It's vegan pimento cheese, y'all! I'm completely enamored with this cheese spread and hope you love it, too. Made with the usual vegan cheese ingredients PLUS a surprise secret ingredient standing in for shredded cheddar. This vegan pimento cheese is so delicious, easy to prepare, and perfect for snacking, dipping, spreading and taking to parties. Bonus! It's also oil-free and gluten-free.
Updated 3/3/20 with a nut-free option.
I seriously can't wait for you to try this vegan pimento cheese! I. Am. Hooked.
I've eaten it daily for over a week and can't wait to make another batch. I'm tempted to call it an "instant" cheese except that it does taste best after a minimum of 3 to 4 hours in the fridge. And overnight it gets even better. But you certainly can eat it right away if you want.
In addition to being easy, it's surprisingly innocent nutrition-wise. Considering what's in traditional pimento cheese, this might as well be a bowl full of kale.
The Secret Ingredient
I won't keep you waiting.... it's rice! I specifically tested this recipe with Calrose rice. It's a medium-grain, sticky and starchy white rice. Depending on where you live you may also see it labelled as Japonica rice. If you can't find Calrose you can substitute jasmine, arborio, basmati, or even sushi rice.
The rice is actually our textural replacement for shredded cheddar cheese, so we want it to be the perfect balance of soft yet chewy. We also want it to absorb some of the blended cheese mixture, and the softer, white rices do that really well.
August 2020 UPDATE: I've now also tested the recipe with brown rice, and it worked great! The difference was barely noticeable. So if you prefer to use brown rice, by all means, go for it!
A local vegan restaurant inspired this idea to use soft, starchy rice as a replacement for the cheddar typically found in pimento cheese. Bean Vegan Cuisine is known for their epic pimento cheese, and I once heard a friend say that she suspected they use rice in their recipe. But beyond that brief mention I really don't know anything about their recipe (and believe me I've scoured the internet for clues).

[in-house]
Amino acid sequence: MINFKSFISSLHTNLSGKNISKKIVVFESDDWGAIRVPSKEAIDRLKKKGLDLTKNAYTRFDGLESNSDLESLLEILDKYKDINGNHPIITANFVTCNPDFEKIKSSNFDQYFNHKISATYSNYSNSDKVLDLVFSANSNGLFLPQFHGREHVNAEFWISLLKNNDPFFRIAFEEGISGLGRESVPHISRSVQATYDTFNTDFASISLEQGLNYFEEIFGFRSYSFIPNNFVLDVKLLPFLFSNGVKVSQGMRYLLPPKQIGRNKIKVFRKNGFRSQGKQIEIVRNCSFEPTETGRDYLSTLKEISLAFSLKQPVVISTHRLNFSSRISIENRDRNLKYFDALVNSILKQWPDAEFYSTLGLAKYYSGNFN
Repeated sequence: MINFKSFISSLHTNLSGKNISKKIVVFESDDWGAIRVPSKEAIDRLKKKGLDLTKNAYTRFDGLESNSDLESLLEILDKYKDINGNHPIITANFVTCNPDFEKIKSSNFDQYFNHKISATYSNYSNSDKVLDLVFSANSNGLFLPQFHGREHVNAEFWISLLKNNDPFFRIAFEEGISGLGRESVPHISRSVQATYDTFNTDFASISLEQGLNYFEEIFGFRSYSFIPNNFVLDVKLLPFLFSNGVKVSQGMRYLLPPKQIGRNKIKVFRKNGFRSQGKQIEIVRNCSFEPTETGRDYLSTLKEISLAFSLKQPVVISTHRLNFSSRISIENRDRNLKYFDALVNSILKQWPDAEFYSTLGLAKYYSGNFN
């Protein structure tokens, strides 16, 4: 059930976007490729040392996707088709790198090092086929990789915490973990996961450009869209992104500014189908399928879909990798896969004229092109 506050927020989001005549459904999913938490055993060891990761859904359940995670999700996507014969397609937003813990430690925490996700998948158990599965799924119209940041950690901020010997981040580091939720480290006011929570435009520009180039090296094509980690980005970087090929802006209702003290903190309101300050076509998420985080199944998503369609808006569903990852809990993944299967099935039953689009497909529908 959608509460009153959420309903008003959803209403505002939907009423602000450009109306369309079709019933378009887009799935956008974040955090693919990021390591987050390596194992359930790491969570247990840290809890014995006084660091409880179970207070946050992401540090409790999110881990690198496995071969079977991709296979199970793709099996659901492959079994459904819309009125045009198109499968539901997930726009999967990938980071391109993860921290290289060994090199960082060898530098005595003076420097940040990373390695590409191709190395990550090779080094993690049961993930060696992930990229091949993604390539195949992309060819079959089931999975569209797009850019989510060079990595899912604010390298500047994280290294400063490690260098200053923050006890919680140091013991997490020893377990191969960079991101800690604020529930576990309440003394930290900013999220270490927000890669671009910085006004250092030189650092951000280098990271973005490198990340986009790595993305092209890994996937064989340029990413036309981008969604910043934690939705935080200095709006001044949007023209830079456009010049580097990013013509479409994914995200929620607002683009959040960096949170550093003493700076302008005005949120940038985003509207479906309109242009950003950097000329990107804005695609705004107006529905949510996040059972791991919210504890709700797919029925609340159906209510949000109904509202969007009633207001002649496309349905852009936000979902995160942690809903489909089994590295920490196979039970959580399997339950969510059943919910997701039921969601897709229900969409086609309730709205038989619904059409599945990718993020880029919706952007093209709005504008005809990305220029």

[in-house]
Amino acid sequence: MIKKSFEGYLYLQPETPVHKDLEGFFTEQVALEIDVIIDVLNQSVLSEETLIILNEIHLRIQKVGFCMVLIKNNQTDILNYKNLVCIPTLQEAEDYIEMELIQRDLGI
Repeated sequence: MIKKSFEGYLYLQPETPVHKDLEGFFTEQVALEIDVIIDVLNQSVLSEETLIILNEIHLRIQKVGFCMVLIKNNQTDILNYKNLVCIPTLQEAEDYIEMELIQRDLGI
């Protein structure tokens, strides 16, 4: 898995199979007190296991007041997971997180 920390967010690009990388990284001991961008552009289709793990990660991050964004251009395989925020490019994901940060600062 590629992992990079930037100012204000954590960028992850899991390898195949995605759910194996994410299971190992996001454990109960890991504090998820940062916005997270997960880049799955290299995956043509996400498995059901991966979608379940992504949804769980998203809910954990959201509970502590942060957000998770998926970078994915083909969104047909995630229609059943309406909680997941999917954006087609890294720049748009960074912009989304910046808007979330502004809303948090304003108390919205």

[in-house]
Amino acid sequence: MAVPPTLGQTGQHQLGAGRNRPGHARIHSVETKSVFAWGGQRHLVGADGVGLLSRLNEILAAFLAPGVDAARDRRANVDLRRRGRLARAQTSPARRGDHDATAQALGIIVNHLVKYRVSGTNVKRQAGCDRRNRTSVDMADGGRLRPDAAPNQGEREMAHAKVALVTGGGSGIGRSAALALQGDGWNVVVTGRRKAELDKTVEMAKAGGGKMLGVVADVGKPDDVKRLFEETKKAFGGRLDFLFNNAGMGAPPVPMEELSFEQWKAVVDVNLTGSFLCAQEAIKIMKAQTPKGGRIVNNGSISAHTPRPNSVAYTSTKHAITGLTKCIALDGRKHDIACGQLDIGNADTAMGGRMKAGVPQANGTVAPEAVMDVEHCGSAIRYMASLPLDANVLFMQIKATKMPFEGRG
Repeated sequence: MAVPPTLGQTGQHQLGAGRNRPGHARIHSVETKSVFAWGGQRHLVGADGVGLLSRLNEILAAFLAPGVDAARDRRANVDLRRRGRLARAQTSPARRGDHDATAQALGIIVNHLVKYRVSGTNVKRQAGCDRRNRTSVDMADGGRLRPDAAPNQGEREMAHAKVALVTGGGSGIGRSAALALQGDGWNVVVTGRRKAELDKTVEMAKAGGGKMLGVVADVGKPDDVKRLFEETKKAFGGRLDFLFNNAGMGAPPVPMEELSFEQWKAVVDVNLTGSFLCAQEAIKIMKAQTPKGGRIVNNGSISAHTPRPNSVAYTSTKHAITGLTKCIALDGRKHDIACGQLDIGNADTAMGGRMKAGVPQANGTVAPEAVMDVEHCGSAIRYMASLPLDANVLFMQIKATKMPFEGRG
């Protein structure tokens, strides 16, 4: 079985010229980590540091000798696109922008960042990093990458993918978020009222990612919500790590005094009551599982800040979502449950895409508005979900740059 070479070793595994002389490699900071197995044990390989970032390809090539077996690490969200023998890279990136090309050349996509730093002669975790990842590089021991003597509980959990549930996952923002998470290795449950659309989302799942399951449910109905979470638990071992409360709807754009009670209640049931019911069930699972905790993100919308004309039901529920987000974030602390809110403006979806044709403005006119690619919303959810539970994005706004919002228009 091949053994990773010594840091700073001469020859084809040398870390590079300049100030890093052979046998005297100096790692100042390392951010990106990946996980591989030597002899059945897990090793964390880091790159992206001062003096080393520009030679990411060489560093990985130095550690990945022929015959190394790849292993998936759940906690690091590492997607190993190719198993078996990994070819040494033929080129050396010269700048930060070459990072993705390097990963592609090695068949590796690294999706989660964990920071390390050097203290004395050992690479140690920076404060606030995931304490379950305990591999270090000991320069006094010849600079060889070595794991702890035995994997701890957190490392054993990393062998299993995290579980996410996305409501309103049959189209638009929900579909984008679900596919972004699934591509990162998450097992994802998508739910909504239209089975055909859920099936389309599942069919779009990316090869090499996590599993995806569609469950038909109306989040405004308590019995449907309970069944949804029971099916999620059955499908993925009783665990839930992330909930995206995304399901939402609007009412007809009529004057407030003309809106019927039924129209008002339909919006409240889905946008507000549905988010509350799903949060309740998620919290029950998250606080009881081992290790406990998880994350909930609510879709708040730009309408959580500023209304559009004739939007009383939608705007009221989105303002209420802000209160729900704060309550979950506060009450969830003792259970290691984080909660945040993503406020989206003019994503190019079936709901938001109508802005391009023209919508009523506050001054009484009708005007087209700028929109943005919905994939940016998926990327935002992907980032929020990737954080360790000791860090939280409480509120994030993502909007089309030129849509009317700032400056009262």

For several years now I've intended to experiment with the rice idea in an attempt to replicate their pimento cheese. But you know how it goes... so many ideas, so little time. Recently while planning content for the blog I started pondering Super Bowl recipes, and that's when I knew it was time!
Round one of recipe testing was pretty good but needed more flavor. After round two I knew we had a winner. But since this pimento cheese is easy to make, easy to eat, yet surprisingly difficult to photograph, I still ended up making it two or three more times over the course of a few days.
Mark and I weren't sad at all about having a bounty of pimento cheese in the fridge, believe me.
This is a summary to show you what's in this pimento cheese and how easy it is to prepare! Be sure to scroll down for the complete recipe.
Just ten ingredients plus water and salt are all you need to make this creamy and rich vegan pimento cheese.
- cooked rice
- raw cashews (for nut-free, sub raw sunflower seeds)
- pimentos (usually found near the olives; sub roasted red peppers only if you can't get pimentos - they're firmer/tougher)
- nutritional yeast
- lemon juice
- rice vinegar
- garlic powder
- onion powder
- sea salt
- hot sauce (I like Crystal brand)
How to Make It
A high-speed blender makes prep really easy, but if you don't have one you can still create smooth and creamy cheese. It will just take a bit of planning ahead.
*If NOT using a high-speed blender, soak the raw cashews in hot water for about 2 hours (or raw sunflower seeds for 30 min). Then drain and pat dry before proceeding with the rest of the recipe. Use a food processor if you have one, and if not, use a standard blender.
- Combine everything except the pimentos and cooked rice in a blender. Gradually increase to high speed, and blend for about 30 seconds or until mostly smooth.
- Add half of the pimentos to the blender. Blend until completely smooth.